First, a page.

Is being eccentric a mental illness?

By Gillian Tsoi

Millions of healthy people - who are shy, grieving or eccentric - could be diagnosed as mentally ill if guidelines in a new international diagnostic manual are followed.

The fifth edition of the Diagnostic and Statistical Manual (DSM) of Mental Disorders threatens to extend psychiatric diagnoses to people, who are currently regarded as normal.

The new diagnostic labels include: 'oppositional defiance disorder' for defiant teenagers; 'hypersexual disorder' for people who think about sex at least once every 20 minutes; and 'dysthymia' for those who feel 'depressed for most of the day'.

The manual, which is used as a diagnosis handbook by GPs in the US, could also include internet addiction and gambling as a medical illness.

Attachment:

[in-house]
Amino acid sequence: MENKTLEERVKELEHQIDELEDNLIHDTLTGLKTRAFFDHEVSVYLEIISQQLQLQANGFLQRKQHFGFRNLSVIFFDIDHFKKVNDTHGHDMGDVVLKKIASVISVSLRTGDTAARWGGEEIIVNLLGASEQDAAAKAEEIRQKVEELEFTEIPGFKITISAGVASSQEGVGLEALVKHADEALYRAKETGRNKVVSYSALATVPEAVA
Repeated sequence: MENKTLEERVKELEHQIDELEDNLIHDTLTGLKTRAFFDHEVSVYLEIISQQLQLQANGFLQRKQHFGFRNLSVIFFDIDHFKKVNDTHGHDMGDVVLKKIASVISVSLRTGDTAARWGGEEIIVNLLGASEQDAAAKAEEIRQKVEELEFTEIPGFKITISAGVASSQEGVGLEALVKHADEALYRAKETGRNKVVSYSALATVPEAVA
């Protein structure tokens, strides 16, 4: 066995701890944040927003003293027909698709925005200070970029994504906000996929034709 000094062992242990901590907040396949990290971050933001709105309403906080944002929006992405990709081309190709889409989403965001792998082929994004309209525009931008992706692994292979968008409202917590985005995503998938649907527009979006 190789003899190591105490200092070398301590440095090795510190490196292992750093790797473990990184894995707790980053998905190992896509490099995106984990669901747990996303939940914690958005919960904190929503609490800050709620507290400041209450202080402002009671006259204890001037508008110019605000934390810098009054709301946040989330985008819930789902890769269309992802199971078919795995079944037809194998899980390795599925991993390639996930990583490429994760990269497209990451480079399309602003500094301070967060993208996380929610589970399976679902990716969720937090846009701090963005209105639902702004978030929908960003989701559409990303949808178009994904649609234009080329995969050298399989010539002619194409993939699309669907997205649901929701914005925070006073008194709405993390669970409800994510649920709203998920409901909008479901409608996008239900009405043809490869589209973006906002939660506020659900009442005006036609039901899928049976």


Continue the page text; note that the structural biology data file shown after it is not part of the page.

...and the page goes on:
Psychiatrists, psychologists and other experts have criticised the manual, labeling its new categories of mental illness as, at best "silly", and at worst "worrying and dangerous".

"Many people who are shy, bereaved, eccentric, or have unconventional romantic lives will suddenly find themselves labeled as mentally ill," said Peter Kinderman, who is head of Liverpool University's Institute of Psychology.

He was speaking at a briefing in London about widespread concerns over the manual.

"It's not humane, it's not scientific, and it won't help decide what help a person needs," Dr Kinderman said.

'Paraphilic coercive disorder' - where sufferers become aroused by sexual coercion - is one condition that could be defined as an illness by DSM5.

Prof Kinderman fears that rapists diagnosed with this condition would use it as a defence in court.

Approximately 11,000 psychologists have signed a petition against the new DSM in an attempt to stop its publication.

 


Discussions on this topic are now closed.